Kinkead is also inspired by the people in her world. Her studio has many shelves dedicated to her favorite artists. Their books line the walls, well read and well loved. “I have always loved the abstract expressionists: Pollock, Rothko, Rauschenberg, De Kooning, for the physicality of their scale & surfaces. I love Milton Avery for the beautiful simplicity of his forms. Guston, Alice Neel, David Hockney, Kiki Smith, Amy Sillman… honestly, there are hundreds, and they are constantly shifting in order of importance,” says Kinkead. “I go to New York and just stand there and take it in.”
Part of Rebecca’s inspiration for process and color theory come from Tad Spurgeon. His work and discussion with medium has moved her to push her own. “ He is a self-taught painter and one of the most generous people,” says Kinkead about his willingness to share what he has learned on his own journey.
Last but not least is Kinkead’s husband, Jamey. He has allowed her to become a full-time painter. He takes care of all the nitty gritty unglamorous details of life, so that Rebecca is free to paint. “He believed in me when I didn’t believe in myself. Our partnership has been invaluable to me as an artist. Making art is an all-consuming practice,” says Kinkead. “Having a partner who understands that and who will give you uninterrupted hours by yourself day after day, AND take care of everything else for you is an incredible gift.”
The root of inspiration is often a blend of past and present. The people and things that move through an artist’s life leave impressions that last. Rebecca has been blessed with more than she ever imagined.
“My success has been a skyrocket, and no one is more surprised than I am.”
Rebecca Kinkead’s one-woman show runs at Maine Art Shows in Kennebunk until August 11. The gallery is open from 11am -5pm daily. Please stop to visit and experience these artistic wonders in person.
If you cannot be in Kennebunk this summer, there are a variety of ways to stay in touch with Maine Art and Rebecca Kinkead. The show is available for viewing online at www.maine-art.com, as well as her Artist Page and our blog.
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In 2009, Rebecca Kinkead moved from a little apartment in Boston to the wide open space of Vermont. Her now husband and partner, Jamey, convinced her to make the move and take six months to focus on painting. This is when her medium changed. This is when many things changed.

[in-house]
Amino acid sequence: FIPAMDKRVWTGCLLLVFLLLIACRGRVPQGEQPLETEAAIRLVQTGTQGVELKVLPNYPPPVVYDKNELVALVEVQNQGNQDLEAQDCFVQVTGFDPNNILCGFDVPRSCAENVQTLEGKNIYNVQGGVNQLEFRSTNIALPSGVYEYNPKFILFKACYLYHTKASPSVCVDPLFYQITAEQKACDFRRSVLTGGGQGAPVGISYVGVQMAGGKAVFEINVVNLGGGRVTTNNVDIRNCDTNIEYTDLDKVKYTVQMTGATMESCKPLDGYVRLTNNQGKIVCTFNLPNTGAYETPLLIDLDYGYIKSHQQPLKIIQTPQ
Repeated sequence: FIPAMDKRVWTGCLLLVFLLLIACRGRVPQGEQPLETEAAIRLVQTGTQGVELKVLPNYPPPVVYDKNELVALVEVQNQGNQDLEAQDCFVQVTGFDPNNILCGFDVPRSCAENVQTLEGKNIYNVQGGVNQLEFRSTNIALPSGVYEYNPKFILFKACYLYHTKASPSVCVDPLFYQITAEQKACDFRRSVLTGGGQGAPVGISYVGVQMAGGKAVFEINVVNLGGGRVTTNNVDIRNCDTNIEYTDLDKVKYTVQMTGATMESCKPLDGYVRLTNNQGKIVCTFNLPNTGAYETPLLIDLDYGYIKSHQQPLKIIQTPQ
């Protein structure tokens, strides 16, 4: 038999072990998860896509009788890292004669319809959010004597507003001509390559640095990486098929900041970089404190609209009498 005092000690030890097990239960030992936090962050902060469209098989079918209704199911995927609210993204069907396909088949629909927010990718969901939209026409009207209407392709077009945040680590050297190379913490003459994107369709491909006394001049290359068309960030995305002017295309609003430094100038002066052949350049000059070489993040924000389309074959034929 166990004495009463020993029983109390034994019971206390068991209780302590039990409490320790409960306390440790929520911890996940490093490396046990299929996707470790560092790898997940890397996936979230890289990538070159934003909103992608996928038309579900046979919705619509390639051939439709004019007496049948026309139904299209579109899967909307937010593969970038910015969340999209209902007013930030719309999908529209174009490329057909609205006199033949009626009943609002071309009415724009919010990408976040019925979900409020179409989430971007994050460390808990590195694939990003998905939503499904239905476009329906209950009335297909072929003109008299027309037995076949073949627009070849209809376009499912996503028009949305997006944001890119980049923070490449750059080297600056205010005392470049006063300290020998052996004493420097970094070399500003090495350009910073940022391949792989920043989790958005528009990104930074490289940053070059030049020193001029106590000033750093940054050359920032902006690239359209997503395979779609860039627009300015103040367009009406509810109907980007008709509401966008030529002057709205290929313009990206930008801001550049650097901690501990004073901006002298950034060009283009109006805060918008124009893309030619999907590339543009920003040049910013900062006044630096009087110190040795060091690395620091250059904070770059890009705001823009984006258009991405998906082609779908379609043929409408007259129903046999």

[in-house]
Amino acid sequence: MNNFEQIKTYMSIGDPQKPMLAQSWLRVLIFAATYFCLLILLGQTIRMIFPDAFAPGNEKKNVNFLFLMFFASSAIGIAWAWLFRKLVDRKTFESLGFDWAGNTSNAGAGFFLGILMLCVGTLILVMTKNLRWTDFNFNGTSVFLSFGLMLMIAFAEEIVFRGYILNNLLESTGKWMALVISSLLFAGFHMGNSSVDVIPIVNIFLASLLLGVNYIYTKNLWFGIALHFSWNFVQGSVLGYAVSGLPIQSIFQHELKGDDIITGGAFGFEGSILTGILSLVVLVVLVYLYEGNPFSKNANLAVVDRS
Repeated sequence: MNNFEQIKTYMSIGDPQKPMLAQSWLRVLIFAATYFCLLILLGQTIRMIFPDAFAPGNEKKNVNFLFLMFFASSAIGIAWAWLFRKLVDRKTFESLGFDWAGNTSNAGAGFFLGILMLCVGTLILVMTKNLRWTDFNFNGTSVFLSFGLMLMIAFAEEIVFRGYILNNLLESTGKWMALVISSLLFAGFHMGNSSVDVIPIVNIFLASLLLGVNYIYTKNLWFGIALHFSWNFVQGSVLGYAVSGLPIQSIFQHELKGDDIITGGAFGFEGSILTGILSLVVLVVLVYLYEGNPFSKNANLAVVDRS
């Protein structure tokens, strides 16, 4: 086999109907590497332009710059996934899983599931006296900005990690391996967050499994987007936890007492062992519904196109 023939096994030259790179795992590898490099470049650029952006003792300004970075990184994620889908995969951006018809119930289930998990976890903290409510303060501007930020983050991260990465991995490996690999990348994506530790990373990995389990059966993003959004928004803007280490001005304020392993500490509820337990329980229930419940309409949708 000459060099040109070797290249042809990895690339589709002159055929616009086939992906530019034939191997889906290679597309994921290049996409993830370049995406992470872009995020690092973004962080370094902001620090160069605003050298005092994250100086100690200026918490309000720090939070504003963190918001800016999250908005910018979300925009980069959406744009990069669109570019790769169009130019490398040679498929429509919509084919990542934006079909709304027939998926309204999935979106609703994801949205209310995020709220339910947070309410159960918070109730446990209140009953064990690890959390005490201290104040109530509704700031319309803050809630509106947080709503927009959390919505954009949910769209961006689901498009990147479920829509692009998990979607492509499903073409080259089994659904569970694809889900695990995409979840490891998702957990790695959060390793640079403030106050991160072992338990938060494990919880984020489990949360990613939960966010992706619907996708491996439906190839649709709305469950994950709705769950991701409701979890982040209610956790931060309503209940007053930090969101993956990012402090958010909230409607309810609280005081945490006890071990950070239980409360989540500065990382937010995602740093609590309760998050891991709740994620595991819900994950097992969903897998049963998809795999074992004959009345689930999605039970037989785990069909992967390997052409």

“I was happy,” says Kinkead. “I had worked in acrylics for seven years. I didn’t have the open space or ventilation for oil. Once I moved to Vermont, this was no longer a problem.” It did take almost six years to get to know this new medium, but she will never go back. “Oil is just delicious to work with.”
Kinkead’s process is a bit different from classic oil painting. With the addition of chalk powder and linseed oil, she creates a concoction that she can seriously get her hands into.
“The old masters would put chalk in their paint. It stabilizes the paint and gives it more luster, more body. When you have it in your medium it tightens everything,” says Kinkead. “I use a soft wax paste called Dorland’s Wax Medium. I mix it with linseed oil and chalk powder. Its consistency is like soft frosting and mayonnaise. Then I mix in the color.”
This medium is flexible when dry, and gives her work its texture. However, it has only an 18-24 hour window to continue to be contributed to and manipulated. This may seem like a long time, but the use of the word “only” tells us that Rebecca feels differently. The sculptor in Kinkead emerges during this window.
Donna Speirs, a sales consultant at Maine Art, says, “There is so much joy and movement and energy in Rebecca Kinkead’s work. I have the overwhelming need to touch it.” This feeling is the end result of the process that Kinkead is famous for.
“When I begin a painting, I often start with my fingers in the wax/paint mixture,” says Kinkead. She feels the form with her fingers. “The more familiar the form, like my dogs, the easier it flows. Working with my fingers allows me to find the form faster, easier, and more naturally.”